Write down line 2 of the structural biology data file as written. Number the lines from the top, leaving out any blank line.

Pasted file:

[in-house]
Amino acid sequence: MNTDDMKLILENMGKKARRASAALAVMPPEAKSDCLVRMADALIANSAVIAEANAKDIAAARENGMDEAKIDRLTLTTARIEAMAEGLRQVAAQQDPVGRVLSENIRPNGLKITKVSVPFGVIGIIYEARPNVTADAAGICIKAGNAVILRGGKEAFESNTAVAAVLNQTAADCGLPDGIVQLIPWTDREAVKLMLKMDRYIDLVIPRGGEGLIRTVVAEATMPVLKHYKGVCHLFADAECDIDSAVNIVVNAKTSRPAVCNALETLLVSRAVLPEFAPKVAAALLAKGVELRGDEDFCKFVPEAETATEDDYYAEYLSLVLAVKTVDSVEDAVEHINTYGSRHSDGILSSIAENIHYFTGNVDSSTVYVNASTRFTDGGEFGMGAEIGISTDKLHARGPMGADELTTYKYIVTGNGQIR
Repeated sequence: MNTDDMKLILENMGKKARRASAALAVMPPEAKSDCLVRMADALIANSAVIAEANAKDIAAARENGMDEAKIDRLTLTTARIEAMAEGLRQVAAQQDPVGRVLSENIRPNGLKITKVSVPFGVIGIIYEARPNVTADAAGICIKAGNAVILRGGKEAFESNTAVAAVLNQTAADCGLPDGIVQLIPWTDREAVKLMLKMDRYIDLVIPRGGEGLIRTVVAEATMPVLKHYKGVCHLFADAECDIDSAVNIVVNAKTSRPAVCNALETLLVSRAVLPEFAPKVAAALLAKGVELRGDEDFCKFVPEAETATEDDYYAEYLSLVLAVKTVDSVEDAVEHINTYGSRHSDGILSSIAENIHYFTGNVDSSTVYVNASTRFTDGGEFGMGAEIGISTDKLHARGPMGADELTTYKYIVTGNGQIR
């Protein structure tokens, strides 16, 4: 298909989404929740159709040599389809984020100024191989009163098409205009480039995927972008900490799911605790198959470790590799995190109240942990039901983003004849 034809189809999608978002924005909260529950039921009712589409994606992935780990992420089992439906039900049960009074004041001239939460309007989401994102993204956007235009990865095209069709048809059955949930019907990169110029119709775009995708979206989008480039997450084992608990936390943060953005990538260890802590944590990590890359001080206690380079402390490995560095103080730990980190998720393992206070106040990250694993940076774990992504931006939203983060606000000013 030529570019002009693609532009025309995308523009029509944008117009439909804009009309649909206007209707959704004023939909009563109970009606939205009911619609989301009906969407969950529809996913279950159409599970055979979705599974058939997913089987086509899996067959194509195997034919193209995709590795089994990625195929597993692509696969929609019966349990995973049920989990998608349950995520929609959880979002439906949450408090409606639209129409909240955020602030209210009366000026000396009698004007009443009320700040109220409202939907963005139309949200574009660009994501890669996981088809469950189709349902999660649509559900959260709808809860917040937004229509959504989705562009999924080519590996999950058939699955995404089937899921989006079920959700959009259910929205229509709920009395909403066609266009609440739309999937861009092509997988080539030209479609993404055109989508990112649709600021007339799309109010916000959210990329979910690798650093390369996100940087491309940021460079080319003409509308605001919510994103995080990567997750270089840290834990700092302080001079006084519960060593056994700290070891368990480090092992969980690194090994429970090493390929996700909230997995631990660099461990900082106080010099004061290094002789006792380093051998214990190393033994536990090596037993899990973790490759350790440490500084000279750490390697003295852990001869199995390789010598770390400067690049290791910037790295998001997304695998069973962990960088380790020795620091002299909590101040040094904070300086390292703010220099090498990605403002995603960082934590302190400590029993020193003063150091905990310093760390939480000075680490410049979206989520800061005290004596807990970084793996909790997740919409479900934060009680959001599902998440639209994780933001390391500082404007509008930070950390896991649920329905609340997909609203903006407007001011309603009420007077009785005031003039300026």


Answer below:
Amino acid sequence: MNTDDMKLILENMGKKARRASAALAVMPPEAKSDCLVRMADALIANSAVIAEANAKDIAAARENGMDEAKIDRLTLTTARIEAMAEGLRQVAAQQDPVGRVLSENIRPNGLKITKVSVPFGVIGIIYEARPNVTADAAGICIKAGNAVILRGGKEAFESNTAVAAVLNQTAADCGLPDGIVQLIPWTDREAVKLMLKMDRYIDLVIPRGGEGLIRTVVAEATMPVLKHYKGVCHLFADAECDIDSAVNIVVNAKTSRPAVCNALETLLVSRAVLPEFAPKVAAALLAKGVELRGDEDFCKFVPEAETATEDDYYAEYLSLVLAVKTVDSVEDAVEHINTYGSRHSDGILSSIAENIHYFTGNVDSSTVYVNASTRFTDGGEFGMGAEIGISTDKLHARGPMGADELTTYKYIVTGNGQIR